MEMPHIS, Tenn. — The United States Postal Service has stopped delivering mail to a street in North Memphis indefinitely.
Watts Avenue, between Wells Station Road and Russwood Road, is sometimes lined with as many as six stray dogs at once, and mail carriers are tired of it.
“Three months ago, we started having some problems with stray dogs in the neighborhood," Kynerd said. “Starting three or four weeks ago we stopped getting mail all together."
Robert Kynerd said the lack of mail deliveries is not only inconvenient, but a slippery slope to a missed payment.
“It’s kind of tough to pay your bill on time if you don’t get your bill on time,” Kynerd said.
USPS sent ABC24 this statement:
"There are several dogs roaming the neighborhood with no known address(es) of the owner(s). Local postal management, following USPS guidelines, notified customers via letter regarding the issue of loose dogs and that their mail delivery is temporarily affected. We are making attempts daily to deliver in this area; however, the safety of our carriers is paramount. Mail and packages are available for pickup at the local post office for customers in this location, until a resolution can be found."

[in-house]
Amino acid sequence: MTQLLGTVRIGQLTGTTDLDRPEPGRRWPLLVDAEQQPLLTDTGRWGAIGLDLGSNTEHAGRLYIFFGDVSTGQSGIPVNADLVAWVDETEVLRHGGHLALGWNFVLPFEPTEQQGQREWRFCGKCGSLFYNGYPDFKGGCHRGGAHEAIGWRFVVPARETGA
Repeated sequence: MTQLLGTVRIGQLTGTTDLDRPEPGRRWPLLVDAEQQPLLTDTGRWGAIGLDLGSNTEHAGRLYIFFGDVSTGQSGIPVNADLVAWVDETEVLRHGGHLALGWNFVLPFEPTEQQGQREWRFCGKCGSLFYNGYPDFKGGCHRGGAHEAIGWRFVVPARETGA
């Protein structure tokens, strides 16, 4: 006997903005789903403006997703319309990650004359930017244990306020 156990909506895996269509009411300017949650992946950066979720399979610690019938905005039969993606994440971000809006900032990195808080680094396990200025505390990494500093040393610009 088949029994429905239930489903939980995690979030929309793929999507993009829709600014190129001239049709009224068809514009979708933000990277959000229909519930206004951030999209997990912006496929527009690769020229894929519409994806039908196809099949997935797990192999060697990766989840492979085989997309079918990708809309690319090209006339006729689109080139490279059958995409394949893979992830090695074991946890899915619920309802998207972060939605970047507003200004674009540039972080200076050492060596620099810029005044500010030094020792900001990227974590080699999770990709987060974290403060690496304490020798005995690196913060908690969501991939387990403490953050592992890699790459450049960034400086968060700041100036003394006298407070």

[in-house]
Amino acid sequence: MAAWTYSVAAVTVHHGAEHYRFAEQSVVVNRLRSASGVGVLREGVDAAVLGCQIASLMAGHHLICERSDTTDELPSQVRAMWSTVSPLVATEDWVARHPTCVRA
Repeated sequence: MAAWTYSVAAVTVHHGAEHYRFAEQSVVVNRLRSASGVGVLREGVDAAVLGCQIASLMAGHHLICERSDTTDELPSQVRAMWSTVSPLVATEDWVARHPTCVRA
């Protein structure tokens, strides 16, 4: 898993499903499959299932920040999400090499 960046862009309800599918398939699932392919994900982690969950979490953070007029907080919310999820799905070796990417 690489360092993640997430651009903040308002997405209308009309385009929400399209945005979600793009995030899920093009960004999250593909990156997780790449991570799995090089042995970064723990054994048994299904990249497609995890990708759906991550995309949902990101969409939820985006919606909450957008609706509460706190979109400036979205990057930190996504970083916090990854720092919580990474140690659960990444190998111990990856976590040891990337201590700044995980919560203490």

While the attempts to deliver are made, Kynerd said they don’t come without a little bit of scheduling.
“Under special arrangement, we called the post office and told them 'Send them out. Have the carrier honk the horn, and we’ll come out and get them,'” he said.
Robert and his neighbors don’t blame USPS, but he doesn’t like driving to the post office for bills.
“We’re at the other side of Hollywood. That’s a pretty fair drive.”
He also doesn’t like having to call MPD to wrangle the dogs, and he proposed a solution to manage the roaming animals.
“Dog catchers,” Kynerd said. “Tell people, 'If your dog is roaming free, we’re going to pick your dog up. It's going to cost you X amount of dollars to get your dog back. If you don’t come and get your dog, we’re going to bill you to put your dog down.'”
Robert said he likes dogs, but he’s tired of dealing with them and feels bad for the USPS drivers. He hopes for the sake of him, his neighbors and mail carriers, that the owners will handle their dogs soon, or neighbors will have to contact the non-emergency police once again.